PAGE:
So, I’m very excited about this month’s module on selling wholesale. Wholesale has been such a big part of my business for the last 5+ years and it’s only with wholesale do you get those $1,000 orders. I’ve even gotten wholesale orders at $8-9,000. It’s seriously an amazing feeling. In this short and quick lesson, I just want to introduce to you why you should consider doing wholesale and then we’ll go through some prompts that you can ask yourself to see if you’re ready for wholesale or not. Let’s get started.
Now, why would you want to do wholesale? What’s so great about it?
First, you get to broaden your distribution network. So up to this point, perhaps the only place you’re selling your products at are online on your website, maybe on Etsy and maybe you do some craft shows throughout the year. Being online is amazing because you get a chance to reach virtually everyone who could be interested in your products by just being at your computer. But there’s something different about selling your work in brick and mortar stores.
Interestingly, there are still a lot of people who prefer to shop in person. Some people are just not savvy enough to shop online or they’re not comfortable with it. Some products need to be seen, touched, smelled or worn before buying. And sometimes there’s a birthday party happening right that same weekend and you know you’re not going to get product shipping to you on time if you ordered something online, so you have to go shop at a local store. There are just some shopping experiences you can’t replace with online e-commerce. Distributing your products in a new area that is wholesale opens your brand up to the exposure of a whole new market that had never seen your work before.
Along that same thought, wholesale also adds a new level of diversification to your income. Your retail online sales are not related to your wholesale sales.
Marketing and getting customers and orders for online sales vs wholesale sales are very different. To do well selling online, you do PR, social media, Facebook ads and email list building. With wholesale, you send out email pitches, you go to trade shows. Very different strategies. And you’ll find that in some months, wholesale orders come flooding through but retail orders are super slow and vice versa. It helps make your income more consistent and stable, which is one of the biggest challenges of being your own boss.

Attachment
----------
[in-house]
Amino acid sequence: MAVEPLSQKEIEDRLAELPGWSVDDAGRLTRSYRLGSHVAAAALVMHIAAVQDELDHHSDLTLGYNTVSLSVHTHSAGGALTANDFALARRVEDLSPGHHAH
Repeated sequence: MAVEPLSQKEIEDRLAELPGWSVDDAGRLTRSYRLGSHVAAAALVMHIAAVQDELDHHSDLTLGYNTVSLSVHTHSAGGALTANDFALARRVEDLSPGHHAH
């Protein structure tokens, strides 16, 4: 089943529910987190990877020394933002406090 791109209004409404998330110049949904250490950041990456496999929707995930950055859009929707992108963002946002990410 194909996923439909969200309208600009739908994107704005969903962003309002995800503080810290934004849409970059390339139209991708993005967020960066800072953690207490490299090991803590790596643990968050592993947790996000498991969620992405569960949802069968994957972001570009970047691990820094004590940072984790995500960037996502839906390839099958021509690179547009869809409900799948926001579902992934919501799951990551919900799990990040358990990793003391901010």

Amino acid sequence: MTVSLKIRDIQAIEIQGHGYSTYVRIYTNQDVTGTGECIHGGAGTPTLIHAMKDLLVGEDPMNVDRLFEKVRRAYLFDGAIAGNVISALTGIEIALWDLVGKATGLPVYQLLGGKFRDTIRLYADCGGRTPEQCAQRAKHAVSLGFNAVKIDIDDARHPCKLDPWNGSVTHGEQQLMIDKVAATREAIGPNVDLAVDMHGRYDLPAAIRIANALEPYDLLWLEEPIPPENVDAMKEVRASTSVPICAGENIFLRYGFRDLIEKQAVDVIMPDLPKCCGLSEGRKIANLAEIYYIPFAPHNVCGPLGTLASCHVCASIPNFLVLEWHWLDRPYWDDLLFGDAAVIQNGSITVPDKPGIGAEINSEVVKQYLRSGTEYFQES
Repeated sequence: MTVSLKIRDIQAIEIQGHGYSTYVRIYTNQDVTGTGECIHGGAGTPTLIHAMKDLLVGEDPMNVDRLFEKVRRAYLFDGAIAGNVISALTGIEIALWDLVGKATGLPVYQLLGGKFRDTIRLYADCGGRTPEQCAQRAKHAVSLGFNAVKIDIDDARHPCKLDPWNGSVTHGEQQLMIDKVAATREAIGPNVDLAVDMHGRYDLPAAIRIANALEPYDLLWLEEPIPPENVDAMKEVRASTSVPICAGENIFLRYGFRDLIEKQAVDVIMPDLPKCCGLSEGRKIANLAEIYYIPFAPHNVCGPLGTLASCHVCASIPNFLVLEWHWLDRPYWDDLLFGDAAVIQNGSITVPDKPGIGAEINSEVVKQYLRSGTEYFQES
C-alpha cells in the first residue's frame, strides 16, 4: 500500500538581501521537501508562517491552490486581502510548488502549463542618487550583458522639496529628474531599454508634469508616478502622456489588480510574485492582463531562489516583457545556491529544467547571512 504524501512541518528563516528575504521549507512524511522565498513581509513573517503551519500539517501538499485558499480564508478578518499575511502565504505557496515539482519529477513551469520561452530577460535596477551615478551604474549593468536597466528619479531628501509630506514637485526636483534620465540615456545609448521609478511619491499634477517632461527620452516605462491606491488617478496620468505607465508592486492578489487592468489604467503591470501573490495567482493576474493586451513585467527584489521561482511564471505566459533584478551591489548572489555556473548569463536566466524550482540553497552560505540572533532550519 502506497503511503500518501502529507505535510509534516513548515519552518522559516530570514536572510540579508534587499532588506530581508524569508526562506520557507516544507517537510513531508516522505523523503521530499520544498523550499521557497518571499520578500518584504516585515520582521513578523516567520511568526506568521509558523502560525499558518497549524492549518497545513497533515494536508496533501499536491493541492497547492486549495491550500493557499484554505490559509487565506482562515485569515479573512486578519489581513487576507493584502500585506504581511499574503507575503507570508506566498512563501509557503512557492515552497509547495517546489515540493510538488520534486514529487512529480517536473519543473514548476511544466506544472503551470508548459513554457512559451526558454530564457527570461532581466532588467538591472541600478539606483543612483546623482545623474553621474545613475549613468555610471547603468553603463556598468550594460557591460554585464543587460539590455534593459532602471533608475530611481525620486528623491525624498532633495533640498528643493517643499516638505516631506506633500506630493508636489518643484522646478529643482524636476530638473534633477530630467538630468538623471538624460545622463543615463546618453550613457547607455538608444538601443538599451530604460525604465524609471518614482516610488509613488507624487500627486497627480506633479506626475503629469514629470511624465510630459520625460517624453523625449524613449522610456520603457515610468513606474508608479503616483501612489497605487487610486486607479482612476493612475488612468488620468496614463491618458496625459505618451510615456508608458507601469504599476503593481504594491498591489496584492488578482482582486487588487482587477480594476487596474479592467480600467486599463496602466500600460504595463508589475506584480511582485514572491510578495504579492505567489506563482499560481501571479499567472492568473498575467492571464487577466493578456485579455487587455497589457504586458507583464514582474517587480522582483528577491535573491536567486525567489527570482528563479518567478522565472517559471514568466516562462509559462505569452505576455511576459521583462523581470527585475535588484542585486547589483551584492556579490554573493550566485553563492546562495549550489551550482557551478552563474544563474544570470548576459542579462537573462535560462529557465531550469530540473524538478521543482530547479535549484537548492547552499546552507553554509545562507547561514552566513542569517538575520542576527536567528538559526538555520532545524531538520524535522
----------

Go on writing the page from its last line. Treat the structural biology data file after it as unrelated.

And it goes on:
And of course, you get to make money! Who doesn’t like that? The whole idea of selling wholesale is to sell your products in bulk. Where you would normally sell maybe 1 or 2 or 3 of your products to a single online customer, you would sell at least a dozen if not more of your product to a brick and mortar store. The dollar amounts that come in from wholesale orders are usually very large. While most of my retail customers pay $45 on average, a brick and mortar will spend at least $300 on my jewelry. And it’s so nice to have that influx of $300 in your bank account for that one day.
One thing I never knew would happen was that the more I sold my product to retailers, the more I saw my business growing. Maybe it’s a less direct correlation, because you could say my overall business is growing because of doing more Facebook ads, or something other than wholesale. But I keep getting emails from customers and hearing what people are saying. They say they found my work at a store. I’ve had customers who continue buying from me online say this. I’ve had press and media say this. I’ve had other stores want to carry my work because they saw it in a different store. Having your products on the shelves of a local store isn’t just great because you made that wholesale order, it’s also great free advertising from all the foot traffic that store gets!
Tiny Hands has become more and more of a household name that people are so familiar with because of my wide distribution, not just online but also offline.
So now that I got you all excited about selling wholesale, the question you have to ask yourself now is if you are ready for it.
There are two really big things to look out for before you do wholesale. First, is your prices. If you aren’t set up with pricing your products correctly following our pricing formula, that is, if you’re not marking up twice, then it’s going to be really hard to sell wholesale because you’re going to make hardly any money.